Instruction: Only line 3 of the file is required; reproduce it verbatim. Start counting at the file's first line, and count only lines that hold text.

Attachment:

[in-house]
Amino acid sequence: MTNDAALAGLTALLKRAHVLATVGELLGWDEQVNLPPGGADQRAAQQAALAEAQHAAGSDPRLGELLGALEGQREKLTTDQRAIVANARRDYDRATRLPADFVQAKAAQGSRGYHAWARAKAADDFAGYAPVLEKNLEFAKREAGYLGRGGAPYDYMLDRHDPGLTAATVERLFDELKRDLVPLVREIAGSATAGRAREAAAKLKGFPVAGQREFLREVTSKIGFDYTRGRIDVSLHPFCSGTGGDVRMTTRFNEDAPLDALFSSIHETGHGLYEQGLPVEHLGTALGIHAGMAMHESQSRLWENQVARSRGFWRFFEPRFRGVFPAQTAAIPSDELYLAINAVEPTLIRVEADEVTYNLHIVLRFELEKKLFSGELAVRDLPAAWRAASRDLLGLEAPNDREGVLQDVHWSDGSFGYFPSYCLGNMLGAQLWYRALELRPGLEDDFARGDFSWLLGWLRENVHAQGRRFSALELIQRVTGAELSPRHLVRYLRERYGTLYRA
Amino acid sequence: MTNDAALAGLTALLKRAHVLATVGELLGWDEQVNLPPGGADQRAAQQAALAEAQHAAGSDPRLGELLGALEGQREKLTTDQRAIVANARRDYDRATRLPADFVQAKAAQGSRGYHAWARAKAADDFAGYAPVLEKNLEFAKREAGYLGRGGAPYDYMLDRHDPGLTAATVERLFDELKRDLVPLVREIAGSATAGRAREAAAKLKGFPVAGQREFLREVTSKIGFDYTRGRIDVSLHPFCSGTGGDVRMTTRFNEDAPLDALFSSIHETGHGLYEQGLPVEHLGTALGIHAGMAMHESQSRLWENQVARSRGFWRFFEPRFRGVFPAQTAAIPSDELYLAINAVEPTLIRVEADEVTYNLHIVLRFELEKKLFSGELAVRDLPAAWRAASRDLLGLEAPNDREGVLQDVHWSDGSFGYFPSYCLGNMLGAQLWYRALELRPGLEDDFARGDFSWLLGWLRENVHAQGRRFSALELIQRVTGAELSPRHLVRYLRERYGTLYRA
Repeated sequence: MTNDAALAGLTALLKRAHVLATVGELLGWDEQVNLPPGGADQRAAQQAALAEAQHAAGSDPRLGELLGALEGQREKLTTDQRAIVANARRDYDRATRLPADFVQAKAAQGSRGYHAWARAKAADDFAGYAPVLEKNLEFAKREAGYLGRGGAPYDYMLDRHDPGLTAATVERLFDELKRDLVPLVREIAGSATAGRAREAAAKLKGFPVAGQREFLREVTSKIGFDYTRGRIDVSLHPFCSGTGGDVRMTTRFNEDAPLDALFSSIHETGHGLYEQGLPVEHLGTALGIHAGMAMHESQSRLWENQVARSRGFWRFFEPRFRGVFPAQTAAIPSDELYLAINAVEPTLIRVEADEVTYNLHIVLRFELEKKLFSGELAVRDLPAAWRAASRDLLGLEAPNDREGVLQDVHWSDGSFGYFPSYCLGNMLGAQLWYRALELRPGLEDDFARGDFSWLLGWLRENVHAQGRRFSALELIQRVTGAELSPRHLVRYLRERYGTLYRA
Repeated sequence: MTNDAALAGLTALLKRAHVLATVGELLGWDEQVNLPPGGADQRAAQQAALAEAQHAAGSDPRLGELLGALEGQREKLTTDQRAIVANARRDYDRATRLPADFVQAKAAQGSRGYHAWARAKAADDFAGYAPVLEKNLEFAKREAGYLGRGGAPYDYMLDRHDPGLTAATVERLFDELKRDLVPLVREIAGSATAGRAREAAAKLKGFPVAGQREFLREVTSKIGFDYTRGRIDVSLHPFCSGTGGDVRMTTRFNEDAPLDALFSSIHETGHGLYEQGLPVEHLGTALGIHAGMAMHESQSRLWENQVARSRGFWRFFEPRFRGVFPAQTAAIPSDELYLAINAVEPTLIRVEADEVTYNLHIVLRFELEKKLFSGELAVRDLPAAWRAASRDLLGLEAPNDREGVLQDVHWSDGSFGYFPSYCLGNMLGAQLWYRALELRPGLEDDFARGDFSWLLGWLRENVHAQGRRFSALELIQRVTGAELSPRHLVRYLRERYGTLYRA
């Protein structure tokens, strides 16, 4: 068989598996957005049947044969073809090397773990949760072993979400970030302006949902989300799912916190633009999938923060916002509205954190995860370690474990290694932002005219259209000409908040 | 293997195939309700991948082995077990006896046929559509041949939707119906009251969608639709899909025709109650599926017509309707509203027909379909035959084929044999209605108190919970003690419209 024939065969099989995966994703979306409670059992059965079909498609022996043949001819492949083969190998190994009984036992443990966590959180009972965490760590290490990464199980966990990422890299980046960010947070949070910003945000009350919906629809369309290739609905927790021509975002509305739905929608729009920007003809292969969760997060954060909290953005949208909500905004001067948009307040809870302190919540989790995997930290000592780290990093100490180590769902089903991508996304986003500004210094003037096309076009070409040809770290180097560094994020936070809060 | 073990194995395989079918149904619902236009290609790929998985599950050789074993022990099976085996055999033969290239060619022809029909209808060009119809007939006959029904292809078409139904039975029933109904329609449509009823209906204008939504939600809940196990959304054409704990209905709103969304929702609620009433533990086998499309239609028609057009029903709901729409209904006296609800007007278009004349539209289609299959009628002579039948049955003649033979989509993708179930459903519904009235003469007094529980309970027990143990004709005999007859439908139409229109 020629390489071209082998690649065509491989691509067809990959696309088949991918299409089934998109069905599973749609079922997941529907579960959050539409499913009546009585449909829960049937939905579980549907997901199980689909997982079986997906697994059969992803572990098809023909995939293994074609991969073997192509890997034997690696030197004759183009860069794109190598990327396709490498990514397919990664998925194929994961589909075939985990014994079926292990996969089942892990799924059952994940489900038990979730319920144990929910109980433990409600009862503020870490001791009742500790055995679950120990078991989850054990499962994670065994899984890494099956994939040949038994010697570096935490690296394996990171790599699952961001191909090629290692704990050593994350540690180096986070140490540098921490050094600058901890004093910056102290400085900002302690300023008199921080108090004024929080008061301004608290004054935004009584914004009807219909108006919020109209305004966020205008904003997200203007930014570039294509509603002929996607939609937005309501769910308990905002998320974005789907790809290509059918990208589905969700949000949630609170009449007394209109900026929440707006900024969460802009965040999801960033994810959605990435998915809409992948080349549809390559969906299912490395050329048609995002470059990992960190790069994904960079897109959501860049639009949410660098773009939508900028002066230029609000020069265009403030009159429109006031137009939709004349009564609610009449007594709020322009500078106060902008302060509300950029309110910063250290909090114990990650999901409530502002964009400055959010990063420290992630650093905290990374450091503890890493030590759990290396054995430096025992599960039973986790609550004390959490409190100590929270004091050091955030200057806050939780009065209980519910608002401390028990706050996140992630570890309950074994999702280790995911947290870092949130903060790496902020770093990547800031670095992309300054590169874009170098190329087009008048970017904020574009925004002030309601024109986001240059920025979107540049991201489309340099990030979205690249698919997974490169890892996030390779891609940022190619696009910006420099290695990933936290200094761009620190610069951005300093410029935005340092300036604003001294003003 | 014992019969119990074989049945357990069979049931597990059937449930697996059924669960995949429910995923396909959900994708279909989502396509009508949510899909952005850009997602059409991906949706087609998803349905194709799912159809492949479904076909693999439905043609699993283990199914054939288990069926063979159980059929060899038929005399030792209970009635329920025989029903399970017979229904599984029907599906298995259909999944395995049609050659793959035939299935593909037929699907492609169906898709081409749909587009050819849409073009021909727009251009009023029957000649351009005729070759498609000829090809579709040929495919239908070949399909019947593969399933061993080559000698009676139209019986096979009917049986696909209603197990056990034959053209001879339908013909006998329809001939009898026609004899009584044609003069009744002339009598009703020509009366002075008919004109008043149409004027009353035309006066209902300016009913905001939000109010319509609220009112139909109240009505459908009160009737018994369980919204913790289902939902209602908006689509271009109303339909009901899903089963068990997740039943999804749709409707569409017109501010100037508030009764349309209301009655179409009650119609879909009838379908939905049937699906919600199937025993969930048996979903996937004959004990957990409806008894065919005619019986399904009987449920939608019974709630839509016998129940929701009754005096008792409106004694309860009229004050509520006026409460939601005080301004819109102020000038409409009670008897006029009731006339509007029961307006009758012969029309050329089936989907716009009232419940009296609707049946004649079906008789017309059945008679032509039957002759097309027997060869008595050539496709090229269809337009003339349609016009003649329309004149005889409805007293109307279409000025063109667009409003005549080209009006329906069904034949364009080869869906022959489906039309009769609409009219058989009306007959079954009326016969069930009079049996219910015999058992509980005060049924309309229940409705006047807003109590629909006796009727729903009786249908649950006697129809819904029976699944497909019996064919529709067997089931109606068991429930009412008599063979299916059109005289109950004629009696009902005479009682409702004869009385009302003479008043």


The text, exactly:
Amino acid sequence: MTNDAALAGLTALLKRAHVLATVGELLGWDEQVNLPPGGADQRAAQQAALAEAQHAAGSDPRLGELLGALEGQREKLTTDQRAIVANARRDYDRATRLPADFVQAKAAQGSRGYHAWARAKAADDFAGYAPVLEKNLEFAKREAGYLGRGGAPYDYMLDRHDPGLTAATVERLFDELKRDLVPLVREIAGSATAGRAREAAAKLKGFPVAGQREFLREVTSKIGFDYTRGRIDVSLHPFCSGTGGDVRMTTRFNEDAPLDALFSSIHETGHGLYEQGLPVEHLGTALGIHAGMAMHESQSRLWENQVARSRGFWRFFEPRFRGVFPAQTAAIPSDELYLAINAVEPTLIRVEADEVTYNLHIVLRFELEKKLFSGELAVRDLPAAWRAASRDLLGLEAPNDREGVLQDVHWSDGSFGYFPSYCLGNMLGAQLWYRALELRPGLEDDFARGDFSWLLGWLRENVHAQGRRFSALELIQRVTGAELSPRHLVRYLRERYGTLYRA